The Hong Kong government has condemned US politicians’ calls for a joint effort with the UK to prioritise the release of pro-democracy media mogul Jimmy Lai by sanctioning Hong Kong officials, prosecutors, and judges involved in national security law detentions.
In a statement issued on Thursday, the Hong Kong government condemned the US Congressional-Executive Commission on China’s (CECC) call for sanctions on judicial officers and prosecutors, adding that they were “interfering in judicial proceedings of the HKSAR” in a court case involving the Apple Daily founder.
It came after the Commission wrote to British Prime Minister Rishi Sunak on Wednesday urging him to “publicly make the release of Jimmy Lai and other political prisoners in Hong Kong a priority.” It followed remarks by Lai’s son, Sebastien Lai, who said at a CECC hearing last month that London had not publicly condemned the mogul’s detention.
Lai, 75, who has been remanded in custody since December 2020, is currently facing trial under the Beijing-imposed national security law and the colonial-era sedition law.
The media tycoon, a British citizen, stands accused of two counts of conspiracy to collude with foreign forces and one count of collusion with foreign forces. He was also charged under the sedition law over allegedly seditious publications.
In its letter to Sunak, the CECC called on the UK to “coordinate actions with the US Government” by making a joint sanctions announcement for Hong Kong officials, prosecutors, and judges, advocating a UN Human Rights Council resolution to condemn political detention in Hong Kong, and requesting a UN Security Council briefing on the security law.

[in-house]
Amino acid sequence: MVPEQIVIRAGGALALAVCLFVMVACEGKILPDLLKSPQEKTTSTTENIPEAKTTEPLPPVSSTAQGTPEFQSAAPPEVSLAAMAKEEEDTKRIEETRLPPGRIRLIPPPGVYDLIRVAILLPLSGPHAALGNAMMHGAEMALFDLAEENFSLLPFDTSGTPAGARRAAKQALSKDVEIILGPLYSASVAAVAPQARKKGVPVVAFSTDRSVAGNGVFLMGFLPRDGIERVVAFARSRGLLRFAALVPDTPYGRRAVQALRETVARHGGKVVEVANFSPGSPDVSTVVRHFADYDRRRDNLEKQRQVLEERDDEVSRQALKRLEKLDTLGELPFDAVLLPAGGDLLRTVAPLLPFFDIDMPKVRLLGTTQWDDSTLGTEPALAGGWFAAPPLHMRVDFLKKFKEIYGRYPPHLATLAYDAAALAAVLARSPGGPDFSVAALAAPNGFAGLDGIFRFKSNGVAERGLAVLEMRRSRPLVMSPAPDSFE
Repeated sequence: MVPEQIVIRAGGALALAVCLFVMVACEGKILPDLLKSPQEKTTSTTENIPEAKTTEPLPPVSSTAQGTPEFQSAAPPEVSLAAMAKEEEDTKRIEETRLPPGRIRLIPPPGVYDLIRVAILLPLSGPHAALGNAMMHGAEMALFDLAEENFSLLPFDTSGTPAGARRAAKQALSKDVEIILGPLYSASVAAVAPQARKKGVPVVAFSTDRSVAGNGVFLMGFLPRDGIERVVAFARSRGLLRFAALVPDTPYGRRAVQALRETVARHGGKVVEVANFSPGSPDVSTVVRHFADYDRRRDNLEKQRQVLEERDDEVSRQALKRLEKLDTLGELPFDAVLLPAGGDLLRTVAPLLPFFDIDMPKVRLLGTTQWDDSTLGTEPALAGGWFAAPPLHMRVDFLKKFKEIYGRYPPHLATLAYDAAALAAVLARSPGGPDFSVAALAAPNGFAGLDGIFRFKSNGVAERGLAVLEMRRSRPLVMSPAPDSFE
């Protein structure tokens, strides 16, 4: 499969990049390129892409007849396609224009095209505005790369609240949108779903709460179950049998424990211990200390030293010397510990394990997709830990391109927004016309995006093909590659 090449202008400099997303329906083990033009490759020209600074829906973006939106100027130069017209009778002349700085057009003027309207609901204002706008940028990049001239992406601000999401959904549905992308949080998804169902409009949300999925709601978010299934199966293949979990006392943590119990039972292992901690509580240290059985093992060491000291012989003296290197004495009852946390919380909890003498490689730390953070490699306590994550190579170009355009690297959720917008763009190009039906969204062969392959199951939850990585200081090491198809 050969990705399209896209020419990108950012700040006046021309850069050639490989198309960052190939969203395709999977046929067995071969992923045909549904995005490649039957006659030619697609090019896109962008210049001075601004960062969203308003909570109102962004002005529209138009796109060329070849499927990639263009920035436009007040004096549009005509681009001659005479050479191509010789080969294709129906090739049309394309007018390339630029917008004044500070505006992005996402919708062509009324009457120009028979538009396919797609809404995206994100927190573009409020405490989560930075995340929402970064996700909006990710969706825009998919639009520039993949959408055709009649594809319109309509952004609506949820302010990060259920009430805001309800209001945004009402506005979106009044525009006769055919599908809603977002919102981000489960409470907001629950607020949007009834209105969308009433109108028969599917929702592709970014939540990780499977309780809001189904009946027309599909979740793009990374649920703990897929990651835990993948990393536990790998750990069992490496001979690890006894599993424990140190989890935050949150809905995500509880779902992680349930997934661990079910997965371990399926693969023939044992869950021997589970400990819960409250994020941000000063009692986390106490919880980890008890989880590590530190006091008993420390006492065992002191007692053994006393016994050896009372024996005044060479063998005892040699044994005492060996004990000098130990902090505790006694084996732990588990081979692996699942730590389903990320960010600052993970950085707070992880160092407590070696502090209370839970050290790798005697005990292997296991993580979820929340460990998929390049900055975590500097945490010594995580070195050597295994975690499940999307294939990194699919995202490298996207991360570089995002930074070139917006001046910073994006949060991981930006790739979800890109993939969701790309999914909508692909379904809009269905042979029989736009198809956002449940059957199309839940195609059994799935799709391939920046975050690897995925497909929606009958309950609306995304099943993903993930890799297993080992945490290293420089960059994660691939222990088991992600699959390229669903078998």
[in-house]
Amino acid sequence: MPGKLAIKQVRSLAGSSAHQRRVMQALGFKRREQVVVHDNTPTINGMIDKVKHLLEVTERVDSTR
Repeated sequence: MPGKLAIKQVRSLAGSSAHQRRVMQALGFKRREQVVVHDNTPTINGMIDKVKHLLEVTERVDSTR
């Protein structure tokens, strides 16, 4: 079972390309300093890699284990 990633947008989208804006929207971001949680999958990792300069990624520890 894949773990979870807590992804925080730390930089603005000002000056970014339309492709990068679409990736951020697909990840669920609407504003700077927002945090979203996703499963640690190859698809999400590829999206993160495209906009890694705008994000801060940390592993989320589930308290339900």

The Commission also urged London to ensure citizens’ protection from the security law by suspending extradition agreements, warning companies operating in Hong Kong of national security risks, and taking action against financial institutions “complicit in the expropriation of assets under the guise of national security.”
The local government, in its Thursday statement, “strongly opposed” the CECC’s letter, as “interfering in judicial proceedings” in Lai’s court case, as it “vehemently condemned” the Commission’s calls for sanctions.
“Making a statement with the intent to interfere with or obstruct the course of justice, or engaging in conduct with the same intent, may even constitute the offence of criminal contempt of court or the offence of perverting the course of justice,” the statement read.
A government spokesman said “the Department of Justice controls criminal prosecutions, free from any interference,” adding that “everyone charged with a criminal offense has the right to a fair hearing.”
“The US politicians’ arbitrary and unreasonable bullying act has seriously violated international norms and grossly interfered in Hong Kong affairs and China’s internal affairs at large. It is a blatant attempt to undermine the rule of law of Hong Kong and will only expose their own weakness and be doomed to fail,” it read.
Calls on overseas governments to impose sanctions on Hong Kong and China are considered to be collusion with foreign forces, an offense under the sweeping security legislation which also targets secession, subversion and terrorist activities.
Foreign Ministry comments on case
The Commissioner’s Office of the Chinese Foreign Ministry in the HKSAR also expressed its disapproval of the CECC’s letter in a statement on Thursday, and denied Lai’s court case had anything to with “freedom of the press and speech.”
The spokesman added that the Commission’s coordination efforts “will only prove to be another flop.”
Despite the Hong Kong government accusing US politicians of obstructing an ongoing court case with their statement, the foreign ministry claimed that, in 2019, “anti-China force Jimmy Lai incited violence and openly said he was “fighting for the United States.”
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